For eating, my accountability is a quarterly blood test.

    I know if I stray from my diet it will show up in my lipid profile and glucose levels. We are all competitive by nature so I 'don't want to lose' when I view my results.

    Aside from that, I firmly believe that if I start eating that junk again, I'll die. The surgery has left me with a certain chest discomfort that reminds me daily of my health issue. Perhaps you can wear something on your wrist to remind yourself of your health risks.

    If you think you'll get hungry away from home, carry around some nuts or some homemade popcorn. Almonds are like dry sponges, have 10-12 pieces with a glass of water and they will swell and expand in your stomach and keep you feeling full longer. Also apples can be satiating. So bring an apple or two.

    As far as exercise, I have a Fitbit device that measures steps. I have targeted 15,000 daily, so in order 'not to lose' I make sure I get to 15,000.

    Recently I wrote a post on behavioural change 'How to Start and Maintain Good Health Habits', you may wish to read it.

    Good luck.

  • Is greek style yogurt the same as greek yogurt

  • Probably, but sometimes companies bend the truth for marketing. Read the ingredients, it should only contain skim milk (I buy 0% fat) and active bacterial culture.

  • Very interesting, the last two reply.

    Blue top cow milk any time, full cream, real butter, cheese, olive oil, coconut oil onions and many more.

    Aspirin? if you are allergic to Aspirin then what do you take?

    Why zero fat?, human body do need some fat intake.

    We al have different shape and size due to our family, what works inside for some may not work for others!!!. one life enjoy it. Healthy eating, portion control and regular exercise can help towards a healthy life. If we can avoid man made medication to live our life then it is positive thinking.

  • @ bala

    While I have read the same things you have about the merits of full fat dairy products, understand that there is still an active debate in the medical community about the role of animal fats, versus sugar and simple carbs, on cardiovascular health.

    While it would be nice to believe that we can eat full fat dairy with impunity, it may well be just wishful thinking. Not to mention an overt effort on the part of the dairy industry to combat the sugar industry's demonization of saturated fats.

    Common sense would dictate that both sugar and animal fats play a role in the process of atherogenesis and moderation should be the order of the day. There's a reason why 'gluttony' is one of the 7 deadly sins - we should never over-indulge in anything.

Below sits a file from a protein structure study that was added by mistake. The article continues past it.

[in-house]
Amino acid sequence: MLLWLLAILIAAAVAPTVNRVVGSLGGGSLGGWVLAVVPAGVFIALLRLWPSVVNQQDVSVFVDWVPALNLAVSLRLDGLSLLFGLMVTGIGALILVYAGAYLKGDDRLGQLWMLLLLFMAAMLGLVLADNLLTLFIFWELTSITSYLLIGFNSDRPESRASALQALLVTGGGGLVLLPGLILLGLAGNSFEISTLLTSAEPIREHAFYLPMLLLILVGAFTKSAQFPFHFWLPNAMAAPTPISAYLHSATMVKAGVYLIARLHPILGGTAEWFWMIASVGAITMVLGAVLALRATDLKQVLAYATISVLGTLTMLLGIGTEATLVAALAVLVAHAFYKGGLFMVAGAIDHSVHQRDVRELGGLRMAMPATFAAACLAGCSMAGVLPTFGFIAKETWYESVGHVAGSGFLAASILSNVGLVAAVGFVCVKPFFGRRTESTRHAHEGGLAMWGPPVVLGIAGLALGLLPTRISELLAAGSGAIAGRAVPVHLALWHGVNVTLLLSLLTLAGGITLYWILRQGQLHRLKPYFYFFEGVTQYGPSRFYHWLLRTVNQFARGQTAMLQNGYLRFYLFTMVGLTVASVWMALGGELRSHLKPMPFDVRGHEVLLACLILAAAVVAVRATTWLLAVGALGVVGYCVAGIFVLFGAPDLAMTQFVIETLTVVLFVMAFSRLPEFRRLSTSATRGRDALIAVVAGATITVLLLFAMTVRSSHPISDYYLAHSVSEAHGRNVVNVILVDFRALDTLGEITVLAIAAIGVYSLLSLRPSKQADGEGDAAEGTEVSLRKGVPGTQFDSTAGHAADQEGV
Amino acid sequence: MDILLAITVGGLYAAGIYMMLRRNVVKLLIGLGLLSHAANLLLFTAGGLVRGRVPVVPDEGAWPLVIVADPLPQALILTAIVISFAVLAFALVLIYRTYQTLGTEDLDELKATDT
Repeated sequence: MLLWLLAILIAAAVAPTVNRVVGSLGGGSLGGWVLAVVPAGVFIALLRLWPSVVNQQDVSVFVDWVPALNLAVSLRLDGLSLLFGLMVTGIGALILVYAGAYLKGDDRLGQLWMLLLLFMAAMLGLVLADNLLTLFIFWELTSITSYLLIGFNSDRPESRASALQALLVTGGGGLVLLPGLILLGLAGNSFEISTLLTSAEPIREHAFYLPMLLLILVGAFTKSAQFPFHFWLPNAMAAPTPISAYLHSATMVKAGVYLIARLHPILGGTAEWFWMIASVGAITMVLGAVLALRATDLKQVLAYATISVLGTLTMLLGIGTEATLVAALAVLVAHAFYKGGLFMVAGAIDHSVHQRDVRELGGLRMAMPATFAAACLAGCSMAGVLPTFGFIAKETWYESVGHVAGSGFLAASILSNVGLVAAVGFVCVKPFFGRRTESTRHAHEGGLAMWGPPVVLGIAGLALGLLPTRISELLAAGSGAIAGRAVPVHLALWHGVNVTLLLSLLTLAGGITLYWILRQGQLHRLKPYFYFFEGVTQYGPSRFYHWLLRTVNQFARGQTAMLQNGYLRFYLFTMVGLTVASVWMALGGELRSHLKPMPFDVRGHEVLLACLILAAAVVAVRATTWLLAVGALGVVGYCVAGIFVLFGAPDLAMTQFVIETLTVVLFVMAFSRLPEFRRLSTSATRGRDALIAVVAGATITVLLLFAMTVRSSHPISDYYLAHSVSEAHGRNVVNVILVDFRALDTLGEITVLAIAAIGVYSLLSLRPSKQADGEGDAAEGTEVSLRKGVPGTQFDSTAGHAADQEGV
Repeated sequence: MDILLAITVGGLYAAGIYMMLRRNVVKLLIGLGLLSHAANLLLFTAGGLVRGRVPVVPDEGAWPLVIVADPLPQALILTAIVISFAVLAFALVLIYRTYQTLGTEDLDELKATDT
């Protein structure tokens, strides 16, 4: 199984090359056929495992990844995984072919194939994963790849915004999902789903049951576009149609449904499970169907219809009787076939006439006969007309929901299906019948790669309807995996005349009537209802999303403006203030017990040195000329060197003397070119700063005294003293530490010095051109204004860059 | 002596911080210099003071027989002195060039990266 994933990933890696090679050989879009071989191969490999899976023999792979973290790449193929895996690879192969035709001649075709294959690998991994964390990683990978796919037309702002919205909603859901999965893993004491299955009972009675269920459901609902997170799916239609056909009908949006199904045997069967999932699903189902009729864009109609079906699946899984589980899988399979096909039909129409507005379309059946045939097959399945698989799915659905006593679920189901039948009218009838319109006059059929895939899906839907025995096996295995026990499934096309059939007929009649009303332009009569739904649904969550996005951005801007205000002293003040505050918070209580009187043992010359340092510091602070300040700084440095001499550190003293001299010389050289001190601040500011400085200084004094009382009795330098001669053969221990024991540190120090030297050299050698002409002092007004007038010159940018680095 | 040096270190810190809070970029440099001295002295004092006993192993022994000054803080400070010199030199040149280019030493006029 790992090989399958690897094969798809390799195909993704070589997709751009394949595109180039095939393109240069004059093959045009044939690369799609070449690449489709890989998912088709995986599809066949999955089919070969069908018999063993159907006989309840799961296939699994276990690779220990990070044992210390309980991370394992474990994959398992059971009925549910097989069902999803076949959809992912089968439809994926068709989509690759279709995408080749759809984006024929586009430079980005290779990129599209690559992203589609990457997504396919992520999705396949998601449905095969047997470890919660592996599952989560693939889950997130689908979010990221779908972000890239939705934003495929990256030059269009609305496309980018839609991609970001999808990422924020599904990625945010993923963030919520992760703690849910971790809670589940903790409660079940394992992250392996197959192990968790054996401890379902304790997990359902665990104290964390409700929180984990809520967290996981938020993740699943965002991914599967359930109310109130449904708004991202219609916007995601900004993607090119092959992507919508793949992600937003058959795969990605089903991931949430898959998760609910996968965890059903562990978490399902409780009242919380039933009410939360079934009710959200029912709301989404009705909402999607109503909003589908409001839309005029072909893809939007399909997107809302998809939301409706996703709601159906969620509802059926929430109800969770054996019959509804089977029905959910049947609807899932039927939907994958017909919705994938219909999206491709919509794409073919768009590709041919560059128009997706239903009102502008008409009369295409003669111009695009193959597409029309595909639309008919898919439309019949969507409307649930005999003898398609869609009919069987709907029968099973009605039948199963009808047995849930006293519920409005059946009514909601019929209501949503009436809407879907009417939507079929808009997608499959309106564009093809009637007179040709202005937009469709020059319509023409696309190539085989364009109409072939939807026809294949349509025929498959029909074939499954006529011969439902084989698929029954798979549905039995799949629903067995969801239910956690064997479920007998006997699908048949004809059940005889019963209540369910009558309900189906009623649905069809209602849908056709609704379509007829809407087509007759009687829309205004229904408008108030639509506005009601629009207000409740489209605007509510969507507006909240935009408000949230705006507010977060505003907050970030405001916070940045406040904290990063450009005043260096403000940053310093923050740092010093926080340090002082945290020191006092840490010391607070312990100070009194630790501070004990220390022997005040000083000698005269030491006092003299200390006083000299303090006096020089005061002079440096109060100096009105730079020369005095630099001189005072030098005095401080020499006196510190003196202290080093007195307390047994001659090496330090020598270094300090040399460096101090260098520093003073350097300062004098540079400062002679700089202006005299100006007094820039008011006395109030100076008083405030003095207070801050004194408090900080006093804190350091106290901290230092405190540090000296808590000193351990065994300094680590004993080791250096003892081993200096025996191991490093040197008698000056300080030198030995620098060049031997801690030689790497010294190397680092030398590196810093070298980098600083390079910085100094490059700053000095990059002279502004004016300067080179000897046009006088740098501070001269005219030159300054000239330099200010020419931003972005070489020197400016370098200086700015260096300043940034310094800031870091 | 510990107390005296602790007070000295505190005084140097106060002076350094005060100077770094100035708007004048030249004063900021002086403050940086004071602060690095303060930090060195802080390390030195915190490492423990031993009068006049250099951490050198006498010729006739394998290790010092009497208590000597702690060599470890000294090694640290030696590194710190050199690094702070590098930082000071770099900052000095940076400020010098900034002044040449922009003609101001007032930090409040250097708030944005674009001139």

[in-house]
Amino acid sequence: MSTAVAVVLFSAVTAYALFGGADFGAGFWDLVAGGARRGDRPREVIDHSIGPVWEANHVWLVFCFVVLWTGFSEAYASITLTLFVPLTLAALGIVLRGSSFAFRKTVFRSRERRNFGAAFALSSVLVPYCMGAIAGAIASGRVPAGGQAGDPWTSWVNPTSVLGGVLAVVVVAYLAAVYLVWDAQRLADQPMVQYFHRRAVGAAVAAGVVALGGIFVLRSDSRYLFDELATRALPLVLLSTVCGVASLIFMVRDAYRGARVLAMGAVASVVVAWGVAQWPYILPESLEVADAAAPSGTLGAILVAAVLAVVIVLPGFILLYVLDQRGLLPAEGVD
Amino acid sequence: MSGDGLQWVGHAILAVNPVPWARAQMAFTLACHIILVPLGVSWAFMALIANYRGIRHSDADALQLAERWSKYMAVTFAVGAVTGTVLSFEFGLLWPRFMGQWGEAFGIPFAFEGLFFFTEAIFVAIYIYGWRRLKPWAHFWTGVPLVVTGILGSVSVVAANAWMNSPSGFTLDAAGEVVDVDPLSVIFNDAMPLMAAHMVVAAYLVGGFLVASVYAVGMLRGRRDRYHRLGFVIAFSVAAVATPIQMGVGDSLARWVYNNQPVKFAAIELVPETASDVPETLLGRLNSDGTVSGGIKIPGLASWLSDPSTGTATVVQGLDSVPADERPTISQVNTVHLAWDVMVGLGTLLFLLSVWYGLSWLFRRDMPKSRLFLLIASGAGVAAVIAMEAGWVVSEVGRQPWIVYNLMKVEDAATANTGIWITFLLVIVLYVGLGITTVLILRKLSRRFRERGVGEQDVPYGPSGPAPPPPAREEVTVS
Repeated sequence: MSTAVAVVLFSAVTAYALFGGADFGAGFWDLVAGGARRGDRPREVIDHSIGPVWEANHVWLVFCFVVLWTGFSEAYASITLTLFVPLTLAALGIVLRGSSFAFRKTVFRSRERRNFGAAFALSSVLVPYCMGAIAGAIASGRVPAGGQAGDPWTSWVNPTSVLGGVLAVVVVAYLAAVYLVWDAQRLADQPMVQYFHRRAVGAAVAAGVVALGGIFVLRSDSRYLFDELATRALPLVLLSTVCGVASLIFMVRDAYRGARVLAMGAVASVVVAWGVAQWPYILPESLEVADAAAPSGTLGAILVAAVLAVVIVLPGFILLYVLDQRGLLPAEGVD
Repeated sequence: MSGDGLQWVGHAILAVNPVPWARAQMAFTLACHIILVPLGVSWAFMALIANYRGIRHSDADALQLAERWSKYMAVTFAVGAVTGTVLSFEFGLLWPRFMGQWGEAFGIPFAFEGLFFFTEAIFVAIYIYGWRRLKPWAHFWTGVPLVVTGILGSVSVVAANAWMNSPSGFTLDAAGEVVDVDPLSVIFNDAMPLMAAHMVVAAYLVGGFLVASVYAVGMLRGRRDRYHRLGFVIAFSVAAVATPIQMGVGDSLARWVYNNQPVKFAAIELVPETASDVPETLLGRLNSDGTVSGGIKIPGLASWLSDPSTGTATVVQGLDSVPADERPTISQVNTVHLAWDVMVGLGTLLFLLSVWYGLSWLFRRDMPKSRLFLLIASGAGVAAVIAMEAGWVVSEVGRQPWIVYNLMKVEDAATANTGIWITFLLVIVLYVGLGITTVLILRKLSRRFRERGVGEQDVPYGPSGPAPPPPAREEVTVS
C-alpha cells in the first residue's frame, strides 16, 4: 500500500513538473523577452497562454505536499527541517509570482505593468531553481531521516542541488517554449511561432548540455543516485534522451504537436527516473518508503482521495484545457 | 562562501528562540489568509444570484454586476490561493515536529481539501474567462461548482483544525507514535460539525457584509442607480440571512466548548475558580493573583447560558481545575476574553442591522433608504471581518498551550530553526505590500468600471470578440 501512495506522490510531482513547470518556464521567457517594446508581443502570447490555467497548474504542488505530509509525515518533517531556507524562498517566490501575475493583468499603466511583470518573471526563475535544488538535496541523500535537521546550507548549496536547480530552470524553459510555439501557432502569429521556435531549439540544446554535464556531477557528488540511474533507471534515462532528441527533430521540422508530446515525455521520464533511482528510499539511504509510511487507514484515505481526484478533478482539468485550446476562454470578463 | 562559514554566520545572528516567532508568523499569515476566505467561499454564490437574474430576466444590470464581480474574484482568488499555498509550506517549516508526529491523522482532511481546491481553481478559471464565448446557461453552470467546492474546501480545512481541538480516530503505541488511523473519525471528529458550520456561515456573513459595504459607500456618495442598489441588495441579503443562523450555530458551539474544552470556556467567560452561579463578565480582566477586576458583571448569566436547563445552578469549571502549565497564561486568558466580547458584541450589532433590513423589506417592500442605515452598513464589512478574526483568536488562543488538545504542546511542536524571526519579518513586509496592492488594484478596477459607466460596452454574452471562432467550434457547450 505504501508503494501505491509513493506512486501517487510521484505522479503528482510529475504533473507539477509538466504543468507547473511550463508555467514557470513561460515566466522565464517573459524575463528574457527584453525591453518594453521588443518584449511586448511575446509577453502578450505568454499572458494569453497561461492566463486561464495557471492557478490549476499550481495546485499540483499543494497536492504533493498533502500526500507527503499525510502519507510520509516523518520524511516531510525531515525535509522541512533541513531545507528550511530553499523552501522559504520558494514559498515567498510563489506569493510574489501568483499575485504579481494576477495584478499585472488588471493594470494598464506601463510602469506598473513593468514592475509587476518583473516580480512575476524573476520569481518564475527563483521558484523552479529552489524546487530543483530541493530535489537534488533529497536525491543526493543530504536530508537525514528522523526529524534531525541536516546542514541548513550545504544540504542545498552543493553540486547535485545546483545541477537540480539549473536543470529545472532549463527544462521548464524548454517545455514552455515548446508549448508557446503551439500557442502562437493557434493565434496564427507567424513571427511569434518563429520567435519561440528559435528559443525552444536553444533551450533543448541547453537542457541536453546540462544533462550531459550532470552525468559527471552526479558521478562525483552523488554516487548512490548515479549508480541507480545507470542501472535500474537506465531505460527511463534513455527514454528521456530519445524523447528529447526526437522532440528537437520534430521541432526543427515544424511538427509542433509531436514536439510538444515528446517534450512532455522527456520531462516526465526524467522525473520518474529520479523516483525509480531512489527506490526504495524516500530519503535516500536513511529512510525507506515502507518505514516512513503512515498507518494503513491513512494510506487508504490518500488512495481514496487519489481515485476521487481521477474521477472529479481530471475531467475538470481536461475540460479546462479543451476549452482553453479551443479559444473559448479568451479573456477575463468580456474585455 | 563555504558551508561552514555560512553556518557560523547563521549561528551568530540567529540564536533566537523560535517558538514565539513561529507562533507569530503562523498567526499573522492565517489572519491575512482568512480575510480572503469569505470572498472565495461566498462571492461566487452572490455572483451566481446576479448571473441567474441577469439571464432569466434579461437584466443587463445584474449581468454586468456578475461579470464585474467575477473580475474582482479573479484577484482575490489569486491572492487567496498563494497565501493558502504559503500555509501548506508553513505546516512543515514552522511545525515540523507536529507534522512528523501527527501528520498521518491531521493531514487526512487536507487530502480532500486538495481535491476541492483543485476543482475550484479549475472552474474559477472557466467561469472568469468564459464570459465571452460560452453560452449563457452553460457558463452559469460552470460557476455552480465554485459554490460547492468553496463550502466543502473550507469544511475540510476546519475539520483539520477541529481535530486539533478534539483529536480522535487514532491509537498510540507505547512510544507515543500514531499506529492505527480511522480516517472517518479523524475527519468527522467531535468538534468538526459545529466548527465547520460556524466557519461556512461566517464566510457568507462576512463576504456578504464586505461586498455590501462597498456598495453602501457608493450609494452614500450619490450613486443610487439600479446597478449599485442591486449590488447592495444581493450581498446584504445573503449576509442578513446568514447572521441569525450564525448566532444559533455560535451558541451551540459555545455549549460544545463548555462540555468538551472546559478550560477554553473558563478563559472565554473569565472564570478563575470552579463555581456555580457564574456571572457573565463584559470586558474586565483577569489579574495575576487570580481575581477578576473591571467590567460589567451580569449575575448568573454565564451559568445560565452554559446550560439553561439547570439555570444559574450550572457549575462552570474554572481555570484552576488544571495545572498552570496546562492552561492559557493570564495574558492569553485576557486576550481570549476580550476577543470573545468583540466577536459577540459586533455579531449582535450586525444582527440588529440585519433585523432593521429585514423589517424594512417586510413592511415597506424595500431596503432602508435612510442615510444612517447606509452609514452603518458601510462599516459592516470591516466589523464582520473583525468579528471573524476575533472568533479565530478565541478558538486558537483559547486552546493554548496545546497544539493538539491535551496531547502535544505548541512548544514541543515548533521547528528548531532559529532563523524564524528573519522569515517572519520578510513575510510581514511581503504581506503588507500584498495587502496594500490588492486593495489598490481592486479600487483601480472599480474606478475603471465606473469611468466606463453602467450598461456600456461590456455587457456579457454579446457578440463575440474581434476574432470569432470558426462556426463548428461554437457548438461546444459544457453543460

Fat indeed is required by the human body but it is also attainable from plant sources. While I personally lean toward the view that sugars and simple carbohydrates do more damage than animal fats as well, there isn't explicit evidence for that perspective. There are many well-spoken advocates for both views who will trot out numerous medical studies to support their respective viewpoints.

    I have been reading medical studies for the last 12 months on this subject matter. I'm a professional investment manager and am very analytical by nature. What I have found is that medical studies can have significant flaws in their construction and in their ability to control variables. They also draw conclusions from 'averages' - based on how things impact groups 'on average'.

    To date I have not found a study that focuses on people like myself who have taken an extremely disciplined approach to diet and exercise to determine the need for continued statin medication, for a post-revascularization cohort. Many medical professionals also don't keep completely up to date on current research and so take the default position that everyone who has elevated LDL-C or has had revascularization should be on statins.

    Given everything I have learned over the last year about CVD, statins, cholesterol and medical studies, it is impossible to be dismissive of either of these two schools of thought on the causes of CVD. We cannot outright say sugar consumption and therefore inflammation is the primary cause, nor can we say consumption of saturated animals fats is the principle cause (the prevailing medical view).

    What I can tell people from my own experience is, I have dramatically curbed my consumption of both animal fats AND sugar and simple carbohydrates. This has allowed me to achieve much better health, physical appearance and to feel great and full of energy.

    I cringe when I read posts that talk about having to 'enjoy your food' as a cop-out for not making drastic changes to their diet . I still enjoy my food a great deal. I enjoy all of my meals. We don't have to load up on fats and sugars to eat in a satisfying manner. Food taste is about preparation - and if you come from a mediterranean country as I do, the recipes are very flavourful, regardless of what you eat. Eating is also an experience, it is important to eat leisurely, and in good company and enjoy the process.

    If you enjoy steak and desserts, you can still have them on special occasions, but to have them as frequently as most westerners have grown accustomed to over the last 50 years is asking for trouble.

    Sugars are very addictive and as is fat, when combined with salt. For that reason, it is best to keep such indulgences as infrequent treats.

    Taking the side that full-fat dairy is totally acceptable because that is an easier lifestyle to maintain, and to avoid change, is cheating yourself of objectivity and potentially your good health.

    This is a tough battle, and the best weapon we have is our ability to constantly seek out new information. We cannot rest on our laurels.

  • curbed my consumption of both animal fats AND sugar and simple carbohydrates.

    I agree with your thinking! We cannot just eat anything we want and expect to be healthy. But, for me the whole thing is confusing as to what to do. I understand about leaving sugars, animal fats and other foods out of our diet. I call them non necessities (if that is a word :). We don't need them. Years ago, people raised their own animals, grew their own food and were much healthier. But, now, even if we did grow our own food and raise our animals to eat, we still have to contend with the fact that the air, soil and water is not as good as it perhaps was back in yesterday years. Also, people were more physical than they are today.